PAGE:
Pigoons and Astrocytes



I have piles of fascinating intentions on my desk(s).  Lotsa interesting science news comes by that I’d like to abstract for this blog.  And rarely get to.  This one is unique and too important to be put off.  It’s about human glial cells…and how, when grown in mouse brains, the mice get smarter.   Reminds me of the Pigoons in Margaret Atwood’s great MADADAM trilogy–the pigoons are pigs with human cell components that are more than a match for their human competitors.  This particular neuroscience story, from Science News, August 22, 2015, heralds a shifting paradigm in neuroscience. Glial cells do more than “protect and serve” neurons in the brain, they facilitate the connectivity itself.  After reviewing the Science News article, I will draw a connection between glial cells and neurofeedback as we apply it in practice. The article, with the long title and summarizing subtitle, Rethinking which cells are the conductors of learning and memory: Brain cells called glia may be center stage when it comes to how humans learn and remember is by Ashley Yeager. The article is posted online and is available to subscribers and university community.  It begins with a story and a couple of paragraphs of context:

A mouse scurries across a round table rimmed with Dixie cup–sized holes. Without much hesitation, the rodent heads straight for the hole that drops it into a box lined with cage litter. Any other hole would have led to a quick fall to the floor. But this mouse was more than lucky. It had an advantage — human glial cells were growing in its brain.
Glia are thought of as the support staff for the brain’s nerve cells, or neurons, which transmit and receive the brain’s electrical and chemical signals. Named for the Greek term for “glue,” glia have been known for nearly 170 years as the cells that hold the brain’s bits together. Some glial cells help feed neurons. Other glia insulate nerve cell branches with myelin. Still others attack brain invaders responsible for infection or injury. Glial cells perform many of the brain’s most important maintenance jobs.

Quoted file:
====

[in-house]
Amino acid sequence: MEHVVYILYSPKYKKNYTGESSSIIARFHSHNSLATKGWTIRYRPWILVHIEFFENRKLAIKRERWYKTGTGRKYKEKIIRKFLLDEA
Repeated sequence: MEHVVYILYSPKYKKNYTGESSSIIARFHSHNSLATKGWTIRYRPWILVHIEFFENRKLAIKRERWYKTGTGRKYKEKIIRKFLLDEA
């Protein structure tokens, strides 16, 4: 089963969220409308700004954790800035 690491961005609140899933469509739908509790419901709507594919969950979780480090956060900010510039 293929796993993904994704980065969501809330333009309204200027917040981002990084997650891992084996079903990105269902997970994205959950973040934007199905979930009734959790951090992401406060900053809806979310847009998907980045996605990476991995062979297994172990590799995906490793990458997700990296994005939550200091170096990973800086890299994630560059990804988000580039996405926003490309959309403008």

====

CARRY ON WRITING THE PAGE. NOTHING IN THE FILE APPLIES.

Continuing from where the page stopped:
But recent studies suggest they do a lot more. Glia can shape the conversation between neurons, speeding or slowing the electrical signals and strengthening neuron-to-neuron connections. When scientists coaxed human glia to grow in the brains of baby mice, the mice grew up to be supersmart, navigating tabletops full of holes and mastering other tasks much faster than normal mice. This experiment and others suggest that glia may actually orchestrate learning and memory, says neuroscientist R. Douglas Fields.

The Science News review is important for pointing us non-neuroscientists toward a new way of understanding the function of glial cells in the brain.  The paradigm shift begins as we understand that “the neuron is [not] the only active cell type in the central nervous system” and that  “learning and cognition are [not] solely the domain of neurons.” All glial cell types appear to have a role in brain plasticity. Reviewing the known functions of the three major known glial cell types, microglia seem to have the least effect on information processing.  RD Fields summarized that microglia